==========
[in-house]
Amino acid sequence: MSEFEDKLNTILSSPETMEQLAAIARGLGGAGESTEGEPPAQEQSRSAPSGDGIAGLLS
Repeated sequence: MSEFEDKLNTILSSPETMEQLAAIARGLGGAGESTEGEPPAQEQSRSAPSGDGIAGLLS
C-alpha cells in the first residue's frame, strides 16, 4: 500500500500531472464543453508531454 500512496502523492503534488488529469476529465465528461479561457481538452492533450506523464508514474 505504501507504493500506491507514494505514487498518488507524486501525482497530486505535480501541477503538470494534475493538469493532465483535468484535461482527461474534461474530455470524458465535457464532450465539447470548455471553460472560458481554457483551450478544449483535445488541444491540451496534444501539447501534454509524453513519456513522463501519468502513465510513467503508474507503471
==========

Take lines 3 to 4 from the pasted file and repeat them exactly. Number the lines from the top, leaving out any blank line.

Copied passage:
Repeated sequence: MSEFEDKLNTILSSPETMEQLAAIARGLGGAGESTEGEPPAQEQSRSAPSGDGIAGLLS
C-alpha cells in the first residue's frame, strides 16, 4: 500500500500531472464543453508531454 500512496502523492503534488488529469476529465465528461479561457481538452492533450506523464508514474 505504501507504493500506491507514494505514487498518488507524486501525482497530486505535480501541477503538470494534475493538469493532465483535468484535461482527461474534461474530455470524458465535457464532450465539447470548455471553460472560458481554457483551450478544449483535445488541444491540451496534444501539447501534454509524453513519456513522463501519468502513465510513467503508474507503471